In the case of The (Republic versus Yuan Mei Investment (Prop) Ltd, Criminal Side No. 24 of (1998)), Perera J held on the issue of abuse of process citing Lord Diplock in the case of (Hunter v Chief Constable of West Midlands (1982) A.C. 529 at 536),when he stated that:
“… this is a case of abuse of process of the High Court. I concerns the inherent power which any Court of justice must possess to prevent misuse of its procedure in a way, which, although not inconsistent with the literal application of its procedural rules, would nevertheless be manifestly unfair to a party to litigation before it, or would otherwise bring the Administration of Justice into disrepute among right-thinking people.”
 In the Yuan Mei case, reference was also made to the case of (Connelly v D.P.P. (1964) A.C. 1254), wherein Lord Devlin considering the duty of a Judge to prevent an abuse of process stated that:
“The fact that the crown has…. and that private prosecutors have generally behaved with great propriety in the conduct of prosecutions, has up till now avoided the need for any consideration of this point. Now it emerges, it is seen to be one of the great constitutional importance. Are the Courts to rely on the executive to protect their process from abuse? Have they not themselves an inescapable duty to secure fair treatment from those who come or are brought before them?"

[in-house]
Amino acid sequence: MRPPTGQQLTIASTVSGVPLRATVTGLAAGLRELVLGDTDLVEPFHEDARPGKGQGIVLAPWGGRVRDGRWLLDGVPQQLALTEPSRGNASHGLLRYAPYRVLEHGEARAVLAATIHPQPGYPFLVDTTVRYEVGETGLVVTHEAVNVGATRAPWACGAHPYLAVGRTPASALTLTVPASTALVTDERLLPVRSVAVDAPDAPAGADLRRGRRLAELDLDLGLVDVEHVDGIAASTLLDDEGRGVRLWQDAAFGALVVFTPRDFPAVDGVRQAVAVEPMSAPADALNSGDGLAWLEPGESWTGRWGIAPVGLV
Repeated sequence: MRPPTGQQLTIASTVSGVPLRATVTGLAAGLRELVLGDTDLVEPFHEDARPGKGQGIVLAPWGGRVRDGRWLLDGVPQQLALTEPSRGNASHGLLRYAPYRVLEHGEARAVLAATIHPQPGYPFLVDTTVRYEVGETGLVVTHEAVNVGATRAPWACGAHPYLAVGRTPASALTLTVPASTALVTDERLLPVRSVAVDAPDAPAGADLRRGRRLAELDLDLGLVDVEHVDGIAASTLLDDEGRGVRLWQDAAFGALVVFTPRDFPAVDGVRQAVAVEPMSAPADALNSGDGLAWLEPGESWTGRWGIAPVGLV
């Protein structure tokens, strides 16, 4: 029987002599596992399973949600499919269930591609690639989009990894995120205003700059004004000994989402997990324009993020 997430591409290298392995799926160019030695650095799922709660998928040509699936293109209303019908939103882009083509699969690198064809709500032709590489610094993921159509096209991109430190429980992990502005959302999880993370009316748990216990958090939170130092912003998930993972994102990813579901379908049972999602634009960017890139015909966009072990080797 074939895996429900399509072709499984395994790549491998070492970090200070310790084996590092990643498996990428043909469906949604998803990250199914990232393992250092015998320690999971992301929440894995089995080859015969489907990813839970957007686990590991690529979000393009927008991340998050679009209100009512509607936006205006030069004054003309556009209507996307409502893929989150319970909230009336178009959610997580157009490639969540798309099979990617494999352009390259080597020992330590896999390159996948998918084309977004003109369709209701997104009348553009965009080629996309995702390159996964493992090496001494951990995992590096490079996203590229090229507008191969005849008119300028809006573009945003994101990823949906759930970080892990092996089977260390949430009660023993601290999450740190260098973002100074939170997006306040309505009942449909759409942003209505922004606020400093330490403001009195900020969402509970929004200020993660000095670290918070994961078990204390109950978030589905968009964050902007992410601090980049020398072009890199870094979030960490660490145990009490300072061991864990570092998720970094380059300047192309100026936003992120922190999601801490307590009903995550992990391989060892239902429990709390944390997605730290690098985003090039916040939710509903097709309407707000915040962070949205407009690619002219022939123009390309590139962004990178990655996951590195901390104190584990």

As illustrated, engrained in the above-cited view, is the principle that, in the administration of justice, unnecessary delays must be avoided.
 What is clearer, is the Court of Appeal’s Ruling in (Gomme v Maurel (2012) SLR 342), where referring namely to the English case of (Bradford & Bingley Building Society v. Seddon Hancock &Ors.  EWCA Civ. 944), it explained the difference between the rule of res judicata and abuse of process and cautioned against conflating the two and stating that the rule of abuse of process encompasses more situations than the three requirements of res judicata. (Reference to (Zena Entertainments (Pty) Ltd v. Lucas &Ors.  SCCA 48),stating that Gomme’s case, is authority that res judicata as expressed in Article 1351 is a subset of abuse of process.
 The Court in the Gomme case quoted favorably Bradford’s distinction between res judicata and abuse of process, which explained that:
“The former, in its cause of action estoppel form, is an absolute bar to re-litigation, and in its issue estoppel form also, save in "special cases" or ‘special circumstances.’ The latter, which may arise where there is no cause of action or issue estoppel, is not subject to the same test, the task of the Court being to draw the balance between the competing claims of one party to put his case before the Court and of the other not to be unjustly hounded given the earlier history of the matter.”
 Further, in the Gomme case, the Court of Appeal held on the rule of abuse of process that: